Victorian fashions dictated that the simple home-and church-based funerals of the past needed to be elevated to a higher status. While the private side of the mourning process remained very much centred in the home, the horse and cart no longer had sufficient prestige – hearses became de rigueur or fashionable. The demand for hearses presented the opportunity for traditional coffin-makers to expand their business to funeral requisites. Coffin-makers ‘under took’ to assist with the funeral, hence the trade ‘undertaking’. There was also good business in providing fashionable funeral accessories: plumes to decorate the horses, and embroidered palls or cloths of purple or black to be placed on the coffin or, more grandly, carried above it by pallbearers. As time passed, the hearses became more and more decorative; with bevelled glass panels, ornamental urns at each corner and festoons of plumes. Although this was a boom period for undertakers, the ‘dismal trade’ began to experience an image problem, resulting from the connotations of making money from death.
After the Victorian period there was a shift away from lavish funeral displays. The vast numbers of Australian soldiers killed in the First World War were buried in simple cemeteries close to where they fell. The soldiers’ names were subsequently memorialised on public monuments built in towns across Australia. Then, just as the surviving soldiers were returning from Europe the Spanish flu pandemic hit Australia, killing 12,000 people from a then population of 4 million. The sheer number of people killed as a result of the war and the flu pandemic meant that the showy individualism of the Victorian era rapidly lost its appeal. With death on such a massive scale, the individual displays of mourning were no longer feasible, and the extravagance seemed inappropriate.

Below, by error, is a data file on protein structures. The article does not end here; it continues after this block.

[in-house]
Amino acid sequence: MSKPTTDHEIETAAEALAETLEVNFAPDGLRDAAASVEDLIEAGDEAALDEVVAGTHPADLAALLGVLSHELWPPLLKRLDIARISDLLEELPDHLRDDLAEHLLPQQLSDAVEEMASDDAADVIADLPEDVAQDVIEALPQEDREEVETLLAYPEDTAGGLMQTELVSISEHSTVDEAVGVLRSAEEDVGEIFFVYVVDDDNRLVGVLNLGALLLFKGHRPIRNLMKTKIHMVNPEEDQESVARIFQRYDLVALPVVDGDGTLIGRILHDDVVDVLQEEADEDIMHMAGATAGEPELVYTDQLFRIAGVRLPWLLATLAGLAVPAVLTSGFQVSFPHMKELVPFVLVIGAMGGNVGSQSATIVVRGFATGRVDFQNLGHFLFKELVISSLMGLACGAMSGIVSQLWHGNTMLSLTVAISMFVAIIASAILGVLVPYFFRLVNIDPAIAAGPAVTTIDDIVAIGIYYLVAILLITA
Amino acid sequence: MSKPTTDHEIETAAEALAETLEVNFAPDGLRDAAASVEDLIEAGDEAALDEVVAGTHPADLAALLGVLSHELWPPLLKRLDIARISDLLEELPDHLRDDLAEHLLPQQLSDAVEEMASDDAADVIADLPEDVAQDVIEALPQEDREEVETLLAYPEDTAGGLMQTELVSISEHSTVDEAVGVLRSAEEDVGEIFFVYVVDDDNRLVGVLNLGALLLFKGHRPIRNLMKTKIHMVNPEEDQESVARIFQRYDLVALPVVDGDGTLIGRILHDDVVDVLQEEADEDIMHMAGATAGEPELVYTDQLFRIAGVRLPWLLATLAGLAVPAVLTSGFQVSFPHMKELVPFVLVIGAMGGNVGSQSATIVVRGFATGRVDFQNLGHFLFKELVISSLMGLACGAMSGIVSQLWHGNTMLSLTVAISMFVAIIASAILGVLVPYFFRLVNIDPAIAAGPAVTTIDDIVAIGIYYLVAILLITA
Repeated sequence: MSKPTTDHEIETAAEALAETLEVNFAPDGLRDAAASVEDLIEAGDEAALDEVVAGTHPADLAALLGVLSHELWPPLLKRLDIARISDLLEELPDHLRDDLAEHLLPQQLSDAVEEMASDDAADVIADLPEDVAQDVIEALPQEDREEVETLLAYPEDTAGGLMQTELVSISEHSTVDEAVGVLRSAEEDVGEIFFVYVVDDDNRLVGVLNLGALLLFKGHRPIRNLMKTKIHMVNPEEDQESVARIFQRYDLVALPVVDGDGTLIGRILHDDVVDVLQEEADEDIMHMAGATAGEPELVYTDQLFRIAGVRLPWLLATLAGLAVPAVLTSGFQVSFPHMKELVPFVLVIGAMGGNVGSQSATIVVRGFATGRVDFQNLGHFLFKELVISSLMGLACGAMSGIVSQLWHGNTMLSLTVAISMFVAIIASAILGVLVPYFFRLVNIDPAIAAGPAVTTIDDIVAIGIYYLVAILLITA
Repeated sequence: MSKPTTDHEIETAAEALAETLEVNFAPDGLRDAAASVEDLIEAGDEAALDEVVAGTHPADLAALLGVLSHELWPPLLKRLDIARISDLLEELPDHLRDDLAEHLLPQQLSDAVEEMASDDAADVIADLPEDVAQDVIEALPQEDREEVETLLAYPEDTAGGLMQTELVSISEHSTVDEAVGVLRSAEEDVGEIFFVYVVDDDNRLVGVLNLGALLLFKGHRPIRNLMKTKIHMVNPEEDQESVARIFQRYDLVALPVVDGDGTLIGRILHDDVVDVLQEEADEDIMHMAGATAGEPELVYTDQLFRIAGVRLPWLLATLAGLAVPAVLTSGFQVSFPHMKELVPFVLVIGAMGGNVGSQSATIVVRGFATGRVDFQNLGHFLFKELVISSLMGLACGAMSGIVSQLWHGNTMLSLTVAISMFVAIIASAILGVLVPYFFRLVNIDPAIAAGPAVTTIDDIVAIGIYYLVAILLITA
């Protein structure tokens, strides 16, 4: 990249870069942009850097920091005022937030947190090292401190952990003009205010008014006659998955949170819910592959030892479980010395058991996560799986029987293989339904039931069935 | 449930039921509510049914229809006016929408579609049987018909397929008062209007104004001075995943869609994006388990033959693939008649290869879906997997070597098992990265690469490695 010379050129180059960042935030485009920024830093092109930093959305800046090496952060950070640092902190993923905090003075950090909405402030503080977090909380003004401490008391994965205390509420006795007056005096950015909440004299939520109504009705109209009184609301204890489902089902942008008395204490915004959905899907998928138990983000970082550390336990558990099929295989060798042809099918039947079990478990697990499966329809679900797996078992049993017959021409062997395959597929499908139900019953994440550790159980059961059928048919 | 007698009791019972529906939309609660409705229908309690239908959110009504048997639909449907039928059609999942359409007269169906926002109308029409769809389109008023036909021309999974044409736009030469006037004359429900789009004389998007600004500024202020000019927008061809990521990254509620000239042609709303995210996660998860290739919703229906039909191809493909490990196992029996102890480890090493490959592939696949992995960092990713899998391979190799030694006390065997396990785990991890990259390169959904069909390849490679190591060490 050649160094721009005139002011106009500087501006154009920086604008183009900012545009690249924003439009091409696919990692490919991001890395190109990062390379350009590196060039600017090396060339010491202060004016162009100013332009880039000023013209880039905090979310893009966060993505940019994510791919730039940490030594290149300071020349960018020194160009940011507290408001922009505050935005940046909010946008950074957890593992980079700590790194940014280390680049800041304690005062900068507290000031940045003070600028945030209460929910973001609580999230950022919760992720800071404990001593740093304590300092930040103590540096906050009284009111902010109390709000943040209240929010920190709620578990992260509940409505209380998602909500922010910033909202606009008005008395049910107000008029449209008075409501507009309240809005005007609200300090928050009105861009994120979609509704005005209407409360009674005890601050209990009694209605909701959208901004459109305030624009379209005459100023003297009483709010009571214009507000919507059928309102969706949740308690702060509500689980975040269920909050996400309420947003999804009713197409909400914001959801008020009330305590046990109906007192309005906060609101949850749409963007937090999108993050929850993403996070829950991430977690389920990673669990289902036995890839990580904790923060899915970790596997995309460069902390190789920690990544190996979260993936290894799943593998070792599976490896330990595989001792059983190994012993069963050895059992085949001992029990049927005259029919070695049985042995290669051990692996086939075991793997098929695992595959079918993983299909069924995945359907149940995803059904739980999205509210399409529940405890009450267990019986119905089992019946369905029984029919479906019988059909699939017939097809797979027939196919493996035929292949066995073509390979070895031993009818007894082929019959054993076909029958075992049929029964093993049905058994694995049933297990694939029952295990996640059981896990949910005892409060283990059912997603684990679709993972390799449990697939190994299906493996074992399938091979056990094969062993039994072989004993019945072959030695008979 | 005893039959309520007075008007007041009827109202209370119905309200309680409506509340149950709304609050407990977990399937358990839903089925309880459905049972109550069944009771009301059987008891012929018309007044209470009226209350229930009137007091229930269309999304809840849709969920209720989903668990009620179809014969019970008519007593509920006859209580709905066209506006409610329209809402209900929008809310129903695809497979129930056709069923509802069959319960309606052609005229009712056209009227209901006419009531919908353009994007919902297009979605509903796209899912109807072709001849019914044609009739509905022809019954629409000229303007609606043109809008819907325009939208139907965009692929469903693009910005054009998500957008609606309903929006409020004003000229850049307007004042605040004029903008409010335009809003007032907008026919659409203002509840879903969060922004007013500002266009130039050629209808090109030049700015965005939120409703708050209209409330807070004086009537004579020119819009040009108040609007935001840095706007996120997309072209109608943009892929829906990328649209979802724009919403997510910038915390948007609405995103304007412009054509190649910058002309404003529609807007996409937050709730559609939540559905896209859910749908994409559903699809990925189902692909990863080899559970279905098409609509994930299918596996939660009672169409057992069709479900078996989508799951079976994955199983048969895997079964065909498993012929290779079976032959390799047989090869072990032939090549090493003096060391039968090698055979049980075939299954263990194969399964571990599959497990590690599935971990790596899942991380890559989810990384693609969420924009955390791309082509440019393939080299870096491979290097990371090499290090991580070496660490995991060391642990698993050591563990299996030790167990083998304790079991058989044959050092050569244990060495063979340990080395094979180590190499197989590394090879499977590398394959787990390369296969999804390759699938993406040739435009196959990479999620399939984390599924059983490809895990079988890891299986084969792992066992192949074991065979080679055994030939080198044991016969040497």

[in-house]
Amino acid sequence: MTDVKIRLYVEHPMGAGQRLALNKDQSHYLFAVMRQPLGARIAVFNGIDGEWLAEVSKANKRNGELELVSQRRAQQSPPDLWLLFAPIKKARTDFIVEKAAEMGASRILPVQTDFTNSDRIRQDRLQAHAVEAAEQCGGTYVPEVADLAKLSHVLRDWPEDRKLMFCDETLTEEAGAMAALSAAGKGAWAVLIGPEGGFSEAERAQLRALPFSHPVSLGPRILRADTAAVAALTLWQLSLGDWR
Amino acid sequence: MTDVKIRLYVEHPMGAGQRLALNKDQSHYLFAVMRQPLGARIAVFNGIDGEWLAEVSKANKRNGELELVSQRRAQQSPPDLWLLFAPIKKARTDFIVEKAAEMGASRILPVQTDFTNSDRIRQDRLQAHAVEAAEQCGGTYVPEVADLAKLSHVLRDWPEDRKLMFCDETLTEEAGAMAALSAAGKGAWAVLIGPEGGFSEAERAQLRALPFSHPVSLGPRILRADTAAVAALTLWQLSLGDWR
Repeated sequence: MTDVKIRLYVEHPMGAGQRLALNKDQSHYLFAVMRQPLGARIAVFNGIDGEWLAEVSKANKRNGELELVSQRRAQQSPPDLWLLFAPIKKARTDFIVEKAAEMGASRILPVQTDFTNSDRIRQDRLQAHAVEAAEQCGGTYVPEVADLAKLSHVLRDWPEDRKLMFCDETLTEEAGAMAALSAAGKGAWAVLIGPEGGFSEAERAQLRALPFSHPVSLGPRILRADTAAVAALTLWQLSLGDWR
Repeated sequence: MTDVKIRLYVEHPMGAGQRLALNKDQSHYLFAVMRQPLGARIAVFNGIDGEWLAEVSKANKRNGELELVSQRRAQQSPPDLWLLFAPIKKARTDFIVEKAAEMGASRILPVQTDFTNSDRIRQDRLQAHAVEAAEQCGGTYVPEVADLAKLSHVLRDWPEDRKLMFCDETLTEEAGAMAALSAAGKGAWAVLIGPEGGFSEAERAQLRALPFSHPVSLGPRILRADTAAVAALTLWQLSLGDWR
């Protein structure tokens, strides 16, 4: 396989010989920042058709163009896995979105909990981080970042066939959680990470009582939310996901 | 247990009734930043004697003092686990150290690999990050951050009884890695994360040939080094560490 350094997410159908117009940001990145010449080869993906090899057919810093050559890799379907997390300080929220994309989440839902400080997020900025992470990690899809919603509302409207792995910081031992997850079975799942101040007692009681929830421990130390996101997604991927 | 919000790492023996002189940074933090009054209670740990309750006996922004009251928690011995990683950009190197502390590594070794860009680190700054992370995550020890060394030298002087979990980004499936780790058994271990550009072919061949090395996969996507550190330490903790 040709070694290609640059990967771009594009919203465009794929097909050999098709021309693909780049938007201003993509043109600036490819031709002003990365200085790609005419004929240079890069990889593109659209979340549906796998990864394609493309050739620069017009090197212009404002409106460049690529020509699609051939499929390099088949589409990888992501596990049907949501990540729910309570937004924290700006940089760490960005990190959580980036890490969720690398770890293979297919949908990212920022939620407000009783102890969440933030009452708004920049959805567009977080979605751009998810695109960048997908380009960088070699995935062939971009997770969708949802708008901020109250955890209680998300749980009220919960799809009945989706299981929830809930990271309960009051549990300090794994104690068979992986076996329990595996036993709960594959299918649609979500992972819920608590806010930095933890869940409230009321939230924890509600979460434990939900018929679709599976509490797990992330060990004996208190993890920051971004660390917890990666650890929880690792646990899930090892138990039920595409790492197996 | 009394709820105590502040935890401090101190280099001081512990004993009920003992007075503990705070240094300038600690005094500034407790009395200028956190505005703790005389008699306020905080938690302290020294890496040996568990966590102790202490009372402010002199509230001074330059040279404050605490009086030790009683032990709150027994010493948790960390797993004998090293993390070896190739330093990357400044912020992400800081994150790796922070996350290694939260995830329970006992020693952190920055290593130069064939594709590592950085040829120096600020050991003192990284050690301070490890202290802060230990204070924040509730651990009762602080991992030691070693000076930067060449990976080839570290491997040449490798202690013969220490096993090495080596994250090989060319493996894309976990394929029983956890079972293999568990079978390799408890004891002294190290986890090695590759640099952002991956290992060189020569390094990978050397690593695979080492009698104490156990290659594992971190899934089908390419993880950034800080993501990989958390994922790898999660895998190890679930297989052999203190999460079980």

By 1920 the troops were home, the flu had passed and the grand funerals of the previous era had all but disappeared. If ever there was an opportunity to cut the crepe and return to the traditional home-based funeral this was it. However, the undertakers adopted a sophisticated public relations initiative aimed at maintaining the ground they had gained in the Victorian era. It was felt that what undertakers needed was a new name that would disassociate their work from the negative image. Various new terms were tried. In Australia, ‘funeral parlour’ was selected as having the appropriate ring. The parlour was often the room in a Victorian house where the vigil was held, and so ‘parlour’ was retained to preserve the cosy association with the household. The Americans followed a similar line of reasoning but, typically, thought bigger than their Australian colleagues. Why confine yourself to a room when you can have the whole house? They adopted the bolder title of ‘funeral home’. Unfortunately for the Australians, the parlour was about to disappear from the floor plans of the new Edwardian houses. What once evoked a sense of homeliness now just seemed old-fashioned and even a bit seedy. After all, there were billiard parlours – and in later decades even worse! The hunt for a contemporary name finally produced the term ‘funeral director’. This has since become the accepted name Australia-wide.